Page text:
Burgess Says He Wants To Name Aviation Director In March
By Sherri C. Ranta
Miami-Dade County Manager George Burgess said Tuesday that he wants to name an aviation director by March to replace Angela Gittens, who resigned in November.
A search is under way through ads in major newspapers and aviation-related trade publications – including the Web site of the American Association of Airport Executives.
The county manager’s five-month timeline calls for selection this month of an executive search firm with experience in the aviation industry.
Mr. Burgess said he will name and lead a selection committee comprised of community leaders to advise him but it is his sole responsibility to select a new aviation director. Once the county manager makes an appointment, the Board of County Commissioners will review the director’s contract if one is involved.
The selection committee, Mr. Burgess said, will be comprised of five to seven business leaders "who have a direct stake in the strong, professional growth, development and management of our aviation system." The committee, whose membership was not named as of Tuesday, is expected to convene in January.
Mr. Burgess outlined the recruitment process in a memo to Miami-Dade Mayor Carlos Alvarez and county commissioners.
"The need for a real, open, broad recruitment process is self-evident," he said Tuesday. "We want to have a highly qualified professional in the job."
Assistant County Manager Carlos Bonzon is serving as interim aviation director after being named to the post by Mr. Burgess after Ms. Gittens’ resignation in November, following a dispute with American Airlines. Mr. Burgess had removed her from the expansion project at Miami International.
Mr. Bonzon said he resisted applying for the permanent position but is being encouraged by some community leaders to reconsider. He said Monday that he has not made a decision.
"I don’t want to put the manager in a difficult position. We have to find the best person for such an important asset."
Mr. Bonzon was assistant county manager for surface transportation when he was named to his current post. Before that, he was a deputy director in the aviation department, overseeing the $4.8 billion capital-improvement program at Miami International Airport. He was appointed by then-county manager Merrett Stierheim before the 2001 hiring of Ms. Gittens.
Mr. Bonzon recently named veteran civil engineer and air-industry veteran John W. Cosper deputy director of Miami International’s capital-improvement program. Mr. Cosper started work Dec. 1.
Mr. Burgess said he is looking for a highly qualified pool of candidates interested in a challenge. The county’s aviation director oversees operations at Homestead General, Kendall-Tamiami Executive and Opa-locka airports as well as Miami International.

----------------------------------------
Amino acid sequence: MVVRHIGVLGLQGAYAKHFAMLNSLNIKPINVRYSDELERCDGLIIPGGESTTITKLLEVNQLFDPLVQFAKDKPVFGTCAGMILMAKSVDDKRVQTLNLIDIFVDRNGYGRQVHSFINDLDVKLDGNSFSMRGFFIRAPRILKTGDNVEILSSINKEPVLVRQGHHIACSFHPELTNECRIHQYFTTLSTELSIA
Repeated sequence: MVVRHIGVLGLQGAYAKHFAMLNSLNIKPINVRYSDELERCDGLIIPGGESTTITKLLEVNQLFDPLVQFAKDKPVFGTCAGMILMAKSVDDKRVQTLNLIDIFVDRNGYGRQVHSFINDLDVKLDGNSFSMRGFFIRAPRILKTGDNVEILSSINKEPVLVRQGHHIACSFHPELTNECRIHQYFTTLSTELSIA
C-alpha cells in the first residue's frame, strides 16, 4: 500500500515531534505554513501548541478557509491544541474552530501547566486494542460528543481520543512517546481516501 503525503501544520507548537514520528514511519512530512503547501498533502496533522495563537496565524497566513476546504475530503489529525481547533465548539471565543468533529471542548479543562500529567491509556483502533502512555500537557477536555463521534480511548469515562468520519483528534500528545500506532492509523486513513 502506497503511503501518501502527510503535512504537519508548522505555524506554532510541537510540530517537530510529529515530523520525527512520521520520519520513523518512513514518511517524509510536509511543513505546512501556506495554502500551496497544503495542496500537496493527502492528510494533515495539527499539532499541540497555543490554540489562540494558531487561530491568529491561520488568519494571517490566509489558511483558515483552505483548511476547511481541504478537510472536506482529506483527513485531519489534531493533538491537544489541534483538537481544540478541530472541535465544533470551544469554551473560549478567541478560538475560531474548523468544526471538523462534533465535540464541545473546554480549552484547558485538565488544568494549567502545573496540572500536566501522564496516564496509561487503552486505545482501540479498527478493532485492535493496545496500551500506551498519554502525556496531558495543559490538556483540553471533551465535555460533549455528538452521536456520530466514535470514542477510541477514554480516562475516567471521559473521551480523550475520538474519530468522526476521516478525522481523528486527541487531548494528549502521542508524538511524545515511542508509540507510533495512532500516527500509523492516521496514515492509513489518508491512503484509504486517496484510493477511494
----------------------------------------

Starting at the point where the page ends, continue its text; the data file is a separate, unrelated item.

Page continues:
"We want somebody excited by the challenge of it," he said, "not someone that is afraid of it."
When asked if the departure of Ms. Gittens, well-respected in the aviation industry, could cause some qualified candidates to shy away from applying, Mr. Burgess said that would be a mistake. "Anybody worth their weight in aviation," he said, "will research the issues."
Mr. Burgess said he has "a great deal of respect for and liked Angela." Their differences were "purely management-related," Mr. Burgess said.
"She made the decision to move on," he said. "It had nothing to do with political interference."
The county manager put Ms. Gittens, former general manager of Hartsfield-Jackson Atlanta International Airport, on "management watch" earlier this year and stripped her of her authority as supervisor of the airport’s expansion. She resigned shortly thereafter.
Her public positions in Miami often were contrary to those held by her boss and county commissioners.
Ms. Gittens wanted to reduce American Airlines’ authority over the $1.5 billion North Terminal project, citing budgetary overruns and time delays, and give control back to the aviation department. She also supported the creation of an independent panel to run the airports.
According to the recruitment schedule, a five-member search committee of senior county executives will evaluate and rank proposals submitted by executive search firms responding to a county request for qualifications issued in mid-November. A selection will be made from the top three firms in mid-December.
The selection committee is scheduled to meet in January. Mr. Burgess said he hopes finalists will be selected in February.